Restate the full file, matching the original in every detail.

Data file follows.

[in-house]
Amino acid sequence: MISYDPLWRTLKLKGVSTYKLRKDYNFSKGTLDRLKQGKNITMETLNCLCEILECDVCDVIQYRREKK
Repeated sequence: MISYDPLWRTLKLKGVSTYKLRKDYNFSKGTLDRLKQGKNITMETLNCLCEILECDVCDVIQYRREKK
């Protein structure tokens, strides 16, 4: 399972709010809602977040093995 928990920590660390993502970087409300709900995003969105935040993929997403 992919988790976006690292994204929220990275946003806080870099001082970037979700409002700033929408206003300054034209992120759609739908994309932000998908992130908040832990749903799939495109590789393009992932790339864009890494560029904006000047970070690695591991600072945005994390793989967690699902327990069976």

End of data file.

[in-house]
Amino acid sequence: MISYDPLWRTLKLKGVSTYKLRKDYNFSKGTLDRLKQGKNITMETLNCLCEILECDVCDVIQYRREKK
Repeated sequence: MISYDPLWRTLKLKGVSTYKLRKDYNFSKGTLDRLKQGKNITMETLNCLCEILECDVCDVIQYRREKK
């Protein structure tokens, strides 16, 4: 399972709010809602977040093995 928990920590660390993502970087409300709900995003969105935040993929997403 992919988790976006690292994204929220990275946003806080870099001082970037979700409002700033929408206003300054034209992120759609739908994309932000998908992130908040832990749903799939495109590789393009992932790339864009890494560029904006000047970070690695591991600072945005994390793989967690699902327990069976």